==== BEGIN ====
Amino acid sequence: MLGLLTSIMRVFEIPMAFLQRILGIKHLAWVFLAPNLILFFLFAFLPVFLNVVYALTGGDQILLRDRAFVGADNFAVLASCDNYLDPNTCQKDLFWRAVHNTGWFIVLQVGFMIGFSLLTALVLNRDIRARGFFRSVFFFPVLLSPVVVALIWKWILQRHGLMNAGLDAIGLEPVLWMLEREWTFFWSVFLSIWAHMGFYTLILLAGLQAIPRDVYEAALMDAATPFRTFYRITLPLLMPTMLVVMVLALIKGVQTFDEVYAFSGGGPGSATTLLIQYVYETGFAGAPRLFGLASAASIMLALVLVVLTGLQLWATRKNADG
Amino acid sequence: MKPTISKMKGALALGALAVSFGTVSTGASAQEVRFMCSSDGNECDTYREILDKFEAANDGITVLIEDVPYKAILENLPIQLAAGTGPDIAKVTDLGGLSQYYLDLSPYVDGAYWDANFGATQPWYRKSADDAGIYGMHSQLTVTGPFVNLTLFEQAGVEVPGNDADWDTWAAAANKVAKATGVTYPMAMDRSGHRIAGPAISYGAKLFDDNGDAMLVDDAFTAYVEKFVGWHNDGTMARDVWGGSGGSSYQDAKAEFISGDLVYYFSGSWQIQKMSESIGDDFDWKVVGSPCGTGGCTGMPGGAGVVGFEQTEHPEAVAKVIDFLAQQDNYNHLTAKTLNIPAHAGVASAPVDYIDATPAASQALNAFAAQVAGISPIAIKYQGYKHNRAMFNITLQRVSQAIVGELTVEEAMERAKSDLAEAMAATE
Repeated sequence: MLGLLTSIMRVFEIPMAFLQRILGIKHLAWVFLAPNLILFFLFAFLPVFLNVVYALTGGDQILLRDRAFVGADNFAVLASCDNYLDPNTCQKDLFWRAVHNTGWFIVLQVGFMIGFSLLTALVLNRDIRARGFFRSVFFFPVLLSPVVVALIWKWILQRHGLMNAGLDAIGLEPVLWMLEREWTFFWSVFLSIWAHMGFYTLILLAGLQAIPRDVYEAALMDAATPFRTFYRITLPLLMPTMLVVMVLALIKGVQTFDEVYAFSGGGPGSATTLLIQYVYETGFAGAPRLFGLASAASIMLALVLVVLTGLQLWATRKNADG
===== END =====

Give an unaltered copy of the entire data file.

Amino acid sequence: MLGLLTSIMRVFEIPMAFLQRILGIKHLAWVFLAPNLILFFLFAFLPVFLNVVYALTGGDQILLRDRAFVGADNFAVLASCDNYLDPNTCQKDLFWRAVHNTGWFIVLQVGFMIGFSLLTALVLNRDIRARGFFRSVFFFPVLLSPVVVALIWKWILQRHGLMNAGLDAIGLEPVLWMLEREWTFFWSVFLSIWAHMGFYTLILLAGLQAIPRDVYEAALMDAATPFRTFYRITLPLLMPTMLVVMVLALIKGVQTFDEVYAFSGGGPGSATTLLIQYVYETGFAGAPRLFGLASAASIMLALVLVVLTGLQLWATRKNADG
Amino acid sequence: MKPTISKMKGALALGALAVSFGTVSTGASAQEVRFMCSSDGNECDTYREILDKFEAANDGITVLIEDVPYKAILENLPIQLAAGTGPDIAKVTDLGGLSQYYLDLSPYVDGAYWDANFGATQPWYRKSADDAGIYGMHSQLTVTGPFVNLTLFEQAGVEVPGNDADWDTWAAAANKVAKATGVTYPMAMDRSGHRIAGPAISYGAKLFDDNGDAMLVDDAFTAYVEKFVGWHNDGTMARDVWGGSGGSSYQDAKAEFISGDLVYYFSGSWQIQKMSESIGDDFDWKVVGSPCGTGGCTGMPGGAGVVGFEQTEHPEAVAKVIDFLAQQDNYNHLTAKTLNIPAHAGVASAPVDYIDATPAASQALNAFAAQVAGISPIAIKYQGYKHNRAMFNITLQRVSQAIVGELTVEEAMERAKSDLAEAMAATE
Repeated sequence: MLGLLTSIMRVFEIPMAFLQRILGIKHLAWVFLAPNLILFFLFAFLPVFLNVVYALTGGDQILLRDRAFVGADNFAVLASCDNYLDPNTCQKDLFWRAVHNTGWFIVLQVGFMIGFSLLTALVLNRDIRARGFFRSVFFFPVLLSPVVVALIWKWILQRHGLMNAGLDAIGLEPVLWMLEREWTFFWSVFLSIWAHMGFYTLILLAGLQAIPRDVYEAALMDAATPFRTFYRITLPLLMPTMLVVMVLALIKGVQTFDEVYAFSGGGPGSATTLLIQYVYETGFAGAPRLFGLASAASIMLALVLVVLTGLQLWATRKNADG